Dubai: The second phase of the Dubai Diabetes Survey revealed that the total prevalence of diabetes among Emiratis in Dubai is 19 per cent, while the total of undiagnosed diabetes cases of Emiratis is 11 percent and the rate of those at the pre-diabetic Emiratis is 18.6 per cent.

The results of the survey, which was conducted by the Dubai Health Authority (DHA) in collaboration with the Dubai Statistics Centre, were announced during a press conference held at the authority’s headquarters on Tuesday.

The survey was conducted on 5,000 residents (both nationals and expats) above the age of 18. The second phase results, revealed on Tuesday, show the full picture of the state of diabetes in Dubai by including the prevalence, undiagnosed cases and pre-diabetic cases.

As the first phase— conducted in 2009 and 2011—only determined the prevalence of diagnosed diabetes in Dubai and found that it was 11.6 per cent among nationals.

The survey also revealed that the prevalence of diabetes among expats in Dubai is 14.7 per cent and the total prevalence of diabetes in Dubai is 15.2 per cent.

The second phase results also revealed that the percentage of undiagnosed diabetes among expats in Dubai is 11.3 per cent and the total percentage of undiagnosed diabetes in Dubai 11.3 per cent.

Meanwhile, the total rate of those at the Pre-Diabetes Stage (high risk of developing diabetes) among expats is 15.5 per cent and the total rate of those at the pre-diabetes stage is around 16 per cent.

Humaid Al Qutami, Chairman of the Board and Director General of the Dubai Health Authority said Dr Fatheya Al Awadi, Chair of DHA Diabetes Committee and Head of Endocrinology Department at Dubai Hospital said the results are vital to establish an effective action plan that will help fulfil the UAE national strategy  to reduce the prevalence of diabetes from 19 per cent (according to the IDF) to 16.4 per cent by 2021.

“There is a need to establish a robust prevention program to help avoid pre-diabetes, this is crucial in avoiding health complications related to diabetes in Dubai hence reducing cost for individuals and the governments and achieving the DHA strategy towards a healthier and happier society.”

Dr Fatheya also revealed during the conference that in addition to launching diabetes prevention programs, the authority is planning on establishing a Dubai Diabetes Risk calculator that will allow Dubai residents and nationals to find out how high of a risk they have to become diabetic.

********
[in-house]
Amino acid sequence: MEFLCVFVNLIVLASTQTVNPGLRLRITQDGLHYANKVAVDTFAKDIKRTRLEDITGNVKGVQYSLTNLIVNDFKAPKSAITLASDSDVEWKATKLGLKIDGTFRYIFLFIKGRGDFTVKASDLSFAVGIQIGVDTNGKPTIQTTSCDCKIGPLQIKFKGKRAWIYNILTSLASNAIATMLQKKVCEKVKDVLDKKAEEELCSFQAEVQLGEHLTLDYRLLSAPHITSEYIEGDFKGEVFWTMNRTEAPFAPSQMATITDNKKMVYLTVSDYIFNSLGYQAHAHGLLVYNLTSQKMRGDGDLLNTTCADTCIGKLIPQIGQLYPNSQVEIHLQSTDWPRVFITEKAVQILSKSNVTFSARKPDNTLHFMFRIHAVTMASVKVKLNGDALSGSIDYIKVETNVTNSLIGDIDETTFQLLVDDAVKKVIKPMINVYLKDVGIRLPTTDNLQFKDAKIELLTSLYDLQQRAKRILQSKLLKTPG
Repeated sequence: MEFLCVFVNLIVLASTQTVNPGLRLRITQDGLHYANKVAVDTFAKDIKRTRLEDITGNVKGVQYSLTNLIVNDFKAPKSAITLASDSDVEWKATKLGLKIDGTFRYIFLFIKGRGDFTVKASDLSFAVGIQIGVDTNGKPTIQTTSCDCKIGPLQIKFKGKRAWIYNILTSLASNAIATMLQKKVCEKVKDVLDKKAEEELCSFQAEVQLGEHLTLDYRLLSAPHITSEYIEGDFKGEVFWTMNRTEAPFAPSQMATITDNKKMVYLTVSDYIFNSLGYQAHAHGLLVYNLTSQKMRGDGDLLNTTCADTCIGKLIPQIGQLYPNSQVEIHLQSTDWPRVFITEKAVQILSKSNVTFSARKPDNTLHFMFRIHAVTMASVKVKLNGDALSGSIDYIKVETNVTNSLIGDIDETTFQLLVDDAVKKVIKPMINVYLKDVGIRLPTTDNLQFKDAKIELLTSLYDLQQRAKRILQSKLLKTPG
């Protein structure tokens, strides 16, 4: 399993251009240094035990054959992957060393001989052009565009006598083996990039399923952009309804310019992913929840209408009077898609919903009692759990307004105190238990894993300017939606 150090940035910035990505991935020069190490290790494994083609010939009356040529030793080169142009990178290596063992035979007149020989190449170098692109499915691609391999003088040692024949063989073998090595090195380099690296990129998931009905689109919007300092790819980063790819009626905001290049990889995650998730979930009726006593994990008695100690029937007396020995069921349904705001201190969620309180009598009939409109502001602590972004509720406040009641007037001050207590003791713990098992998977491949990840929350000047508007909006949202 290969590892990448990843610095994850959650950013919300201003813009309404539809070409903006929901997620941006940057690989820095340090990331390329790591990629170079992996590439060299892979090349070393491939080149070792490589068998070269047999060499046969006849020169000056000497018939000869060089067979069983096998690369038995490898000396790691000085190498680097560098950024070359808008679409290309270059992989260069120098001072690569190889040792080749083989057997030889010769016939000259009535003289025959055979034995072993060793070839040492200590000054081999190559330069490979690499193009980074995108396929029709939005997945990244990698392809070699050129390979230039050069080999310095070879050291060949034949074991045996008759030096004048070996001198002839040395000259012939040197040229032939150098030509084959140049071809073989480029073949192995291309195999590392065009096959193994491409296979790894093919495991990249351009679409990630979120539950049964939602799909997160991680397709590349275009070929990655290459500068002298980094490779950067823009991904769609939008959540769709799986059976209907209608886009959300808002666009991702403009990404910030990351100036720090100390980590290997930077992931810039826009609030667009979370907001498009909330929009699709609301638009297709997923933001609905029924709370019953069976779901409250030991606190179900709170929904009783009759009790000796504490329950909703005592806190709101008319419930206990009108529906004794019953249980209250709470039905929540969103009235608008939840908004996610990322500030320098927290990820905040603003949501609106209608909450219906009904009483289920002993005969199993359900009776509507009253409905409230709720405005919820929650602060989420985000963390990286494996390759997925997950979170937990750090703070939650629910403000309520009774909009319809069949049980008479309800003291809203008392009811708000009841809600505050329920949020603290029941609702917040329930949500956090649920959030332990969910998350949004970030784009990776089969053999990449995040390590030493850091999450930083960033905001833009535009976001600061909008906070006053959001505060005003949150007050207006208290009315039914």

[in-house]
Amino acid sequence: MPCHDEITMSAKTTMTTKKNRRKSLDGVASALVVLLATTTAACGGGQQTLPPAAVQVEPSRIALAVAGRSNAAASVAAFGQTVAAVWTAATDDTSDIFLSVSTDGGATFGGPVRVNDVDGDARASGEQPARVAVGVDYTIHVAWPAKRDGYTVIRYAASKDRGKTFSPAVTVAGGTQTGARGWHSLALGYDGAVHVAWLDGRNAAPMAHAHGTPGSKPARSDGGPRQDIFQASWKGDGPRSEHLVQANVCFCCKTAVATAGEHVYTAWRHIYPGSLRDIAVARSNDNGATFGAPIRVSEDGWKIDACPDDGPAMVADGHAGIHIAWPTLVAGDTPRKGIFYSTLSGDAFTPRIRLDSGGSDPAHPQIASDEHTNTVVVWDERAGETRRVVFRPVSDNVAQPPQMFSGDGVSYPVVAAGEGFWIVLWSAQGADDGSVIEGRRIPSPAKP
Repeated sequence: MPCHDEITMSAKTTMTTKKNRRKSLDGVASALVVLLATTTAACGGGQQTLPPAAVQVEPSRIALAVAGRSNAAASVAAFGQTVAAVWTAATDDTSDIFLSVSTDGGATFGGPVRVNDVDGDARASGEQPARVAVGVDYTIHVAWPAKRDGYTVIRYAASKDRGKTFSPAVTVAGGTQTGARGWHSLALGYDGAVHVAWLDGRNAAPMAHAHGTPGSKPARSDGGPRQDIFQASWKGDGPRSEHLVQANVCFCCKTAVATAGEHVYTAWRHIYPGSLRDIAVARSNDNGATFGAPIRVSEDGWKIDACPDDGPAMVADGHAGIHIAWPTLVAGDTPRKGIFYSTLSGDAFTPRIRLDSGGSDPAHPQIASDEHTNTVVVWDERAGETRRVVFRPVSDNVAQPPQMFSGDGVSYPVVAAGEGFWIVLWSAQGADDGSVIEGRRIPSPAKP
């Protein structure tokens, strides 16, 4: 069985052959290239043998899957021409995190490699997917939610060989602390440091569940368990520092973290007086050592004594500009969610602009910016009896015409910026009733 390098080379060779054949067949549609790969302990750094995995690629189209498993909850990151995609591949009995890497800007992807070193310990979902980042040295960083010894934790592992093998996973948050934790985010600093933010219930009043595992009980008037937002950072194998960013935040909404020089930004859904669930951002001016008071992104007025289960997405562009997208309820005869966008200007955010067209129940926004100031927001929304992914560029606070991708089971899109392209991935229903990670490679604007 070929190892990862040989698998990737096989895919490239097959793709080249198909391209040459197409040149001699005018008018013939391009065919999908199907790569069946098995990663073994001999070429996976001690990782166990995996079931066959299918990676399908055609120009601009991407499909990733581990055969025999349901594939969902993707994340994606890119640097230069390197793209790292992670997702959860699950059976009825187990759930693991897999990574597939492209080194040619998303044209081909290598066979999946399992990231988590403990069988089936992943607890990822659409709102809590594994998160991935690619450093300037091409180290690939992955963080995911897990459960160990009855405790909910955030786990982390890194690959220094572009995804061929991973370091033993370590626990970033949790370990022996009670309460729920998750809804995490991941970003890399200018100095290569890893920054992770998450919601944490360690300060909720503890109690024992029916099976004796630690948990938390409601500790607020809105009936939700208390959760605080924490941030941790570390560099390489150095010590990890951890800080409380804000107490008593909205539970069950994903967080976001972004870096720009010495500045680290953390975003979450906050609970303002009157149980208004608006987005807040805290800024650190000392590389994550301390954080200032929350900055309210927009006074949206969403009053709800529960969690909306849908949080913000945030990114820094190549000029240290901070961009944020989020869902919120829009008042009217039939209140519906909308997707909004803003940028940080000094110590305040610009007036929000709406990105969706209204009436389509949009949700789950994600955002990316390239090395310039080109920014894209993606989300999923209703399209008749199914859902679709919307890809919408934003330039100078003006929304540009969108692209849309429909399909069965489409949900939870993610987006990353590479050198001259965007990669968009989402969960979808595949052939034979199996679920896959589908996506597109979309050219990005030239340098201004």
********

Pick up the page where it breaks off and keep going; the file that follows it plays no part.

Dr Mohamed Hassanein, Consultant Endocrinologist, Dubai Hospital said that the new statistics will also help target those who are at the pre-diabetes stage and tailor prevention programs that target high-risk groups and promote healthy lifestyle to those who are at low risk.

“Identifying the number of undiagnosed diabetes as well as the rate of those at risk of developing diabetes, is important because it allows for early management of those previously undiagnosed with diabetes,” he said.

Prevalence of diabetes among nationals

Dr Fatheya, said the results of the Dubai Diabetes Survey 2017 cannot be generalized to represent the whole country.  However, there has been no change in prevalence of diabetes among nationals living in Dubai in the last five years as both the Dubai Diabetes Survey 2017 and the International Diabetes Federation survey conducted in 2012 found that the prevalence among Emiratis is 19 per cent. Dr Fatheya said having no change in the prevalence is a good sign as it shows that government strategies and programs that aim to encourage the adoption of healthy lifestyles maybe working in controlling and preventing Diabetes in Dubai.

Furthermore, Dr AlAwadhi  added that other factors might include the increasing child birth rate over the death rate in Dubai (as recent annual population growth has averaged 7.7 per cent and is considered among the highest population growth in the world).

She said that a vast majority— 64.3 per cent –of the Dubai population are below the age of 35 making them at a low risk of diabetes. She also said younger people are less likely to have diabetes.